I purchased my “The 800” Polariod Land Camera so long ago, I don’t remember where or how much I purchased it for. But I remember the first time I saw it, I was blown away by how heavy it was and how it didn’t seem to have aged at all.
The Polaroid 800 Land Camera is an instant film camera produced by Polaroid from 1957-1962. It has a coupled rangefinder, parallax correction and a hot shoe, the mounting point on the top of a camera used to attach a flash unit. Interestingly, it also used instant roll film, which came in two rolls with a positive and negative side.
According to The Keh Camera Blog, The 800 also features a carefully selected, high precision 130mm f8.8 three element glass lens, an electronically tested shutter and permanently lubricated roller bearings. The camera also has a polished steel body with a light tan textured coating, and bellows that collapse for compact storage when not in use.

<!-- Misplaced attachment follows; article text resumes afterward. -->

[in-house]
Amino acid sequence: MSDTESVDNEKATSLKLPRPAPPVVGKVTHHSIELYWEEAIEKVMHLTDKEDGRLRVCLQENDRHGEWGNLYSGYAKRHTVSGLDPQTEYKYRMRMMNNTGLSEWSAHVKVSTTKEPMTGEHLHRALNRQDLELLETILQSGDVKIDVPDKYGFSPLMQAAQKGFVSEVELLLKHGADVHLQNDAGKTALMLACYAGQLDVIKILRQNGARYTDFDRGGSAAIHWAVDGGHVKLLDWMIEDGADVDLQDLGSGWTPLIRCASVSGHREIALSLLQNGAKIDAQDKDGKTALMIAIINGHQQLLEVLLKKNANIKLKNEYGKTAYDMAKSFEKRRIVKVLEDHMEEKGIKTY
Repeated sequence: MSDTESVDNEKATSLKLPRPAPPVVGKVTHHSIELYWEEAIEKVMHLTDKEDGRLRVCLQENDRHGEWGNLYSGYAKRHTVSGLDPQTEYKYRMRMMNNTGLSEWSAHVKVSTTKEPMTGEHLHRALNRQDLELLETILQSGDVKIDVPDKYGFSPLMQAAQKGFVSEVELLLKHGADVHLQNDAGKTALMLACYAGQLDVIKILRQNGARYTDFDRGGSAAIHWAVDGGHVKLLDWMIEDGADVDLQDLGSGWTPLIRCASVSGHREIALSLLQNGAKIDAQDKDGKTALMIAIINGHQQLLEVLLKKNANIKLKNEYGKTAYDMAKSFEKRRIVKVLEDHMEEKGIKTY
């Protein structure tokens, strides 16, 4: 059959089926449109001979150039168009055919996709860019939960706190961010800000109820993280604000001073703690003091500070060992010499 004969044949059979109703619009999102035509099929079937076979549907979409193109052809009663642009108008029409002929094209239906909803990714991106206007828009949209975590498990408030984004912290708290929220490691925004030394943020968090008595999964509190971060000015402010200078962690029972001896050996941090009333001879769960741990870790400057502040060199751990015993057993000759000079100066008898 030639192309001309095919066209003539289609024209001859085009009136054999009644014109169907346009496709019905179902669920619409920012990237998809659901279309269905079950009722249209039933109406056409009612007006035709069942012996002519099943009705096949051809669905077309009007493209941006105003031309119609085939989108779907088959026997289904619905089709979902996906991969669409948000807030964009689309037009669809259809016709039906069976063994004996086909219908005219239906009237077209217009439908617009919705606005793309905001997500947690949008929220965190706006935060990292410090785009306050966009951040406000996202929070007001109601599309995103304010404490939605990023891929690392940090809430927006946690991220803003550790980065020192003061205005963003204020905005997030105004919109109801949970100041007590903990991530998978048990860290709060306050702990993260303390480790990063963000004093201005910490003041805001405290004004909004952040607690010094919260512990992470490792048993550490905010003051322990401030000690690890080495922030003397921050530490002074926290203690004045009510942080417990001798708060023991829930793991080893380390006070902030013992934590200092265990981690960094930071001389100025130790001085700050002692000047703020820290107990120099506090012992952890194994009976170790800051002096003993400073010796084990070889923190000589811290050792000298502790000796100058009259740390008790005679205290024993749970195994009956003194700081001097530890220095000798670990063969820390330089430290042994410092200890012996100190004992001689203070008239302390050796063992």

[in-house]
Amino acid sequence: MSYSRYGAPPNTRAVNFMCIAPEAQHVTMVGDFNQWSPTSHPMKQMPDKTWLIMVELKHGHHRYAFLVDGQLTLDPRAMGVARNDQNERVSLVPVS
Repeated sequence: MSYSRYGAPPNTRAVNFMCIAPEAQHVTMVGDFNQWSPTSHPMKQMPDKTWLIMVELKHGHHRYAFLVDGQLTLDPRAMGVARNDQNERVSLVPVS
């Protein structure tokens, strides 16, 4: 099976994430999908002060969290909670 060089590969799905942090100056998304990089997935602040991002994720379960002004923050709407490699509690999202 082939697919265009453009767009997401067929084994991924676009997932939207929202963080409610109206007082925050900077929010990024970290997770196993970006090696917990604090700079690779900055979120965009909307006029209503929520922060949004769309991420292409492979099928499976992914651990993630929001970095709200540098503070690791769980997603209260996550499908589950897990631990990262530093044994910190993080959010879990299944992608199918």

The Polaroid 800 has both a viewfinder window (to focus) and a rangefinder window on the back (to compose the image). It’s portable a sturdy handle, and it folds up into itself. Most of the ones that I’ve seen have a grey casing like the one above, but they also come in slightly different color variations.
Like most of my vintage cameras, all of mine sit on my bookshelf. The Polaroid 800 Land Camera is the only one big and heavy enough to serve as an effective bookend.
Sources: The Keh Camera Blog. For more information about decorating with vintage cameras, check out my piece on incorporating vintage cameras into a modern living space. To check out other features on vintage cameras, click here.